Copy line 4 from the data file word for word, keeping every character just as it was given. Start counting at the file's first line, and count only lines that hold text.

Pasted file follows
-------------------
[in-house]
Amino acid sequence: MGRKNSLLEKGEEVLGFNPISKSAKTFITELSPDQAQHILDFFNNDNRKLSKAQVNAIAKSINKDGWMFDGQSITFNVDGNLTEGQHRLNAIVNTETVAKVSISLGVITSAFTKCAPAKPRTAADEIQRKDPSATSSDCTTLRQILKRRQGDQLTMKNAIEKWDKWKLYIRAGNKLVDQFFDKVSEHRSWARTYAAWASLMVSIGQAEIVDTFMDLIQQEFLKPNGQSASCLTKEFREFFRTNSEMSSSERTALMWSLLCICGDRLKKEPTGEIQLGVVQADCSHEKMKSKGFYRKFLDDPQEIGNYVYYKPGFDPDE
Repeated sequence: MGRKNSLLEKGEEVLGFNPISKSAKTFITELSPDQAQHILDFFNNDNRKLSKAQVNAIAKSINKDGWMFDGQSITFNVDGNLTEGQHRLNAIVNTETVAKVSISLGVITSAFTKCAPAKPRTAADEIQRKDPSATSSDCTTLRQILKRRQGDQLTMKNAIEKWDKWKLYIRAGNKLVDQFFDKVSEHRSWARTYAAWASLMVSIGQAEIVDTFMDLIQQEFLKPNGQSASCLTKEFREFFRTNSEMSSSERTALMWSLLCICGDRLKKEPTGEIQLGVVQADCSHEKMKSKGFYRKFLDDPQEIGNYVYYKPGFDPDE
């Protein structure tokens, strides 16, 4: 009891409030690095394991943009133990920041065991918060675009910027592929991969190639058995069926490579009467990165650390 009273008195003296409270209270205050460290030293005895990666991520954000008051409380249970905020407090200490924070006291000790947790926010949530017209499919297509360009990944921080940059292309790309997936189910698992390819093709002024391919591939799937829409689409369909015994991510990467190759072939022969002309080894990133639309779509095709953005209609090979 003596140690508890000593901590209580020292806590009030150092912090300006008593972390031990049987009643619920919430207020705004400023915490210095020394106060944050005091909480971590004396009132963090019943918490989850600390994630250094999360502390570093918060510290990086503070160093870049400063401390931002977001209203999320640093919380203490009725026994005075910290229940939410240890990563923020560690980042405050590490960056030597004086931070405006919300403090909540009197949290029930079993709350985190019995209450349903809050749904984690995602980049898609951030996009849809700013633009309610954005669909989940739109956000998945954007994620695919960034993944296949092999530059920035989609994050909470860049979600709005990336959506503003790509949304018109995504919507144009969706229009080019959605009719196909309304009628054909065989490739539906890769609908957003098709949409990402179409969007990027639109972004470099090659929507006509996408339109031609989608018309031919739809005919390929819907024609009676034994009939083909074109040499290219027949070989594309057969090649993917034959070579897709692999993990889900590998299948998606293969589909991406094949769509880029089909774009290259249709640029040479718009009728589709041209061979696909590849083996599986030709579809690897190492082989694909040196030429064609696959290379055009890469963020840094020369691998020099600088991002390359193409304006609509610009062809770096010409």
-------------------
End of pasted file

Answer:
């Protein structure tokens, strides 16, 4: 009891409030690095394991943009133990920041065991918060675009910027592929991969190639058995069926490579009467990165650390 009273008195003296409270209270205050460290030293005895990666991520954000008051409380249970905020407090200490924070006291000790947790926010949530017209499919297509360009990944921080940059292309790309997936189910698992390819093709002024391919591939799937829409689409369909015994991510990467190759072939022969002309080894990133639309779509095709953005209609090979 003596140690508890000593901590209580020292806590009030150092912090300006008593972390031990049987009643619920919430207020705004400023915490210095020394106060944050005091909480971590004396009132963090019943918490989850600390994630250094999360502390570093918060510290990086503070160093870049400063401390931002977001209203999320640093919380203490009725026994005075910290229940939410240890990563923020560690980042405050590490960056030597004086931070405006919300403090909540009197949290029930079993709350985190019995209450349903809050749904984690995602980049898609951030996009849809700013633009309610954005669909989940739109956000998945954007994620695919960034993944296949092999530059920035989609994050909470860049979600709005990336959506503003790509949304018109995504919507144009969706229009080019959605009719196909309304009628054909065989490739539906890769609908957003098709949409990402179409969007990027639109972004470099090659929507006509996408339109031609989608018309031919739809005919390929819907024609009676034994009939083909074109040499290219027949070989594309057969090649993917034959070579897709692999993990889900590998299948998606293969589909991406094949769509880029089909774009290259249709640029040479718009009728589709041209061979696909590849083996599986030709579809690897190492082989694909040196030429064609696959290379055009890469963020840094020369691998020099600088991002390359193409304006609509610009062809770096010409």